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How do extremely cold temperatures affect the range of an electric car?

  |   FleetCarma Updates   |   11 Comments

 

(Dec 16 2013) UPDATED PLOTS (including Chevrolet Volt data) here

Last week’s extreme cold felt in Quebec, Ontario and most of the Northeastern states, made the weather something people actually wanted to talk about.  Public attention turned to how the cold temperatures affect the range of electric cars.

We thought we’d take a look through our real-world database to discover how these frigid temperatures are affecting the range of electric vehicles.  We looked specifically at the Nissan Leaf and pooled our data from the last 2 years (including most importantly the last few weeks).

ColdColdGraph

 ColdWeatherRange-Miles

The graph that we generated was put together by taking data from real-world trips of different Nissan Leaf vehicles throughout North America.  The temperature is the average temperature recorded during the trip, and the range value shown is the maximum daily range available for that vehicle.

What we see is the classic “lower half of the bow-tie” that we talk about in both our hot, and cold weather webinars.  This shows that as the temperature drops, the electric range of a vehicle drops as well.

It is important to note that variation in a drivers range will depend on many things including the driver’s style and the route that each vehicle needs to take.  Temperature has such a significant influence for two reasons, the efficiency of the battery decreases in cold weather, but what is more significant is the auxiliary load.  When the heater is on, available power from the battery that could be used to extend the range is instead used to heat the cabin, resulting in a trade-off for some EV owners between comfort and peace-of mind.

What can those with electric cars do?  Our EV Champions have been discussing this and many other things on their Participant Blog.  Some of the suggestions are alternative ways to heat the EV, driving without using any heating (except when it is essential for safety) and trying to find ways to get in as much charging between drives as possible.  Check out the challenge blog for the full discussion.

Want to learn more about the way in which temperature affects the range of electric cars? Our Hot Weather Webinar goes in depth into particular driving personas and how the different usage and driver comforts can maximize or minimize the effect that temperature has on range.

What can EV owners due to get more range in cold weather?

The folks at GreenCarReports have a great article about six tips to maximize you range in cold weather. Also, we’re going to profile one of our EV Champions in the next few weeks about how he’s able to get much higher daily range than the averages we’ve shown here. Stay tuned!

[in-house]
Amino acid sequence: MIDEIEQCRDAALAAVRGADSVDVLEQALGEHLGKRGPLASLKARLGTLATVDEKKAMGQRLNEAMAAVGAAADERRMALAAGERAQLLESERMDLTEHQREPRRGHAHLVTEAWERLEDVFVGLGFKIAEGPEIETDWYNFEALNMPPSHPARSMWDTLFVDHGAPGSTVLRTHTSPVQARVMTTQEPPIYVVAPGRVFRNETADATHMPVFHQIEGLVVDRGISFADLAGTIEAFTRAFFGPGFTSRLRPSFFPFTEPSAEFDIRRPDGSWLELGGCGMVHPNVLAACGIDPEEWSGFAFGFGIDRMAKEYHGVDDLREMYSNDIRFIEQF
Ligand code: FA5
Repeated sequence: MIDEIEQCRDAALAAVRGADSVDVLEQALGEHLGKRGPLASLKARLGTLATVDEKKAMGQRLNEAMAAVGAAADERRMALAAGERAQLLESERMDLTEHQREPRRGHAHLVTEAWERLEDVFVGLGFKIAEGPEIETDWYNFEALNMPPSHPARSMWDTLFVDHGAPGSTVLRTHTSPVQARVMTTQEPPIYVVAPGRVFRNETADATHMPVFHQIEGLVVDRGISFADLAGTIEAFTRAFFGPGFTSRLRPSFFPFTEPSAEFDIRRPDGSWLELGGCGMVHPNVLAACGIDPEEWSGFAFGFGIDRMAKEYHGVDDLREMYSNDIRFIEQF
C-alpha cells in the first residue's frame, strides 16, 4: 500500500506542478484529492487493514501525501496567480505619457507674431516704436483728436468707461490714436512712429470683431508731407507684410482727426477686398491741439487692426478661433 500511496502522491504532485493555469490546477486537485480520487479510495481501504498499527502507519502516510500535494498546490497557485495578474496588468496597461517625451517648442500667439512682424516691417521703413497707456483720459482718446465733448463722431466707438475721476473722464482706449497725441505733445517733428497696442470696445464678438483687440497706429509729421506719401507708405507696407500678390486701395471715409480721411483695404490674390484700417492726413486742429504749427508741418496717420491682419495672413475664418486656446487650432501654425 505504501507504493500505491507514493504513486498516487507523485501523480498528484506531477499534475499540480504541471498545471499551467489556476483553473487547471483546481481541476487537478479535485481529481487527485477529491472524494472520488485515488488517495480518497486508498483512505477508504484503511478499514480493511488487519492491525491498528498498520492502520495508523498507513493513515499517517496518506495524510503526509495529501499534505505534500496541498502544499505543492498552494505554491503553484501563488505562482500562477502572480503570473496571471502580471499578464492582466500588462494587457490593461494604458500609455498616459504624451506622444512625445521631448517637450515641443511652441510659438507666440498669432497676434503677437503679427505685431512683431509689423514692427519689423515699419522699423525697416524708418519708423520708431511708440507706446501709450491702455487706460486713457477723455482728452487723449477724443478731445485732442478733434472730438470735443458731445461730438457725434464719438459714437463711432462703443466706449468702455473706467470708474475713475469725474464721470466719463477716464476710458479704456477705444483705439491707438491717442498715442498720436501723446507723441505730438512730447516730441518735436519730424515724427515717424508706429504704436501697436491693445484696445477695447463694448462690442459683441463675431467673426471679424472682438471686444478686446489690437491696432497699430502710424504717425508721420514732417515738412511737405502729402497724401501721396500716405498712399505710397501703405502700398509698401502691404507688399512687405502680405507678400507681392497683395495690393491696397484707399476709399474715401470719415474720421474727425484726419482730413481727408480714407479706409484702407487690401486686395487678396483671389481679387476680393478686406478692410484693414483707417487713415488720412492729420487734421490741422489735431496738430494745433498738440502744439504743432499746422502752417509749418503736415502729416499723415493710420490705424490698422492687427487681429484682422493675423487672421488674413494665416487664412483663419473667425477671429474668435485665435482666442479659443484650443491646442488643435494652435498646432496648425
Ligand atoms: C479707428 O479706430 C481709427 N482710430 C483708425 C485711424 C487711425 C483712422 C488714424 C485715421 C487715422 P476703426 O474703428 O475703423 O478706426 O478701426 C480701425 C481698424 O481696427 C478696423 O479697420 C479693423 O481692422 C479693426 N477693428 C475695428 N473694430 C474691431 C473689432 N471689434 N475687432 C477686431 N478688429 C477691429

Megan Allen

Megan Allen

Megan Allen is a Vehicle Technology Analyst at FleetCarma. She recently graduated from the University of Waterloo with a Bachelor in Chemical Engineering.

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  • Tony Williams

    How exactly have you determined range? Is it from the dash display that estimates range?

    • Matt (FleetCarma)

      Hi Tony, we calculated it from the Wh/km we measure using the FleetCarma C5 logger (it logs the battery power & SOC while you drive).  

      • John

        so you take a snapshot of a leaf owner running the heater for a couple of minutes to warm up the cabin and use it to paint a picture of 36 miles of range ?

  • lee colleton

    affect, not effect

    • Matt (FleetCarma)

      Good catch, thanks!

  • JJ McCoy Seattle

    Excellent work.  I took delivery of my leaf in Seattle in October and have been driving in mostly 30F to 45F temps.  Glad to know I can expect another 5+ miles of range when it warms up.

    Have you been able to tease out the relative effects of drivers having the heat on vs. direct temperature influence on the engine?  I suppose if you had data on heater use, you could do a multivariate regression to plot a heat-on curve and a heat-off curve.
    Also, it looks to my eyes that you fitted a 3rd order polynomial to the data.  Correct?

  • Ljinfante

    The effects of cold ambient temperatures includes three energy thieves. The auxiliary load the electric propulsion (engine) and the effects of the rest of the driveline systems i.e. wheel bearings, axles, brakes etc which have much higher friction until fully warm. If these three could be divided it would show the parts that are unique to an EV and those that are normal to all cars.

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  • http://profiles.google.com/prusodman prusodman sathananthan

    Does this data include range for trips where the heater was active and trips where the heater wasn’t? The Nissan Leaf’s battery is passively cooled, which would account for some of the range depletion, but heating the cabin would have a pretty big impact too. It would be interesting to see how much range loss is accounted for by each factor.

    • http://www.facebook.com/m5steven Matt Stevens

      Good question Prusodman. What we showed above was the average from trips that included both. From looking at the individual trips I can certainly share that, with the exception of very low temperatures, the range reduction is heavily due to the heating loads. The cold batteries providing less amp-hours isn’t very significant until you get to very cold temperatures.

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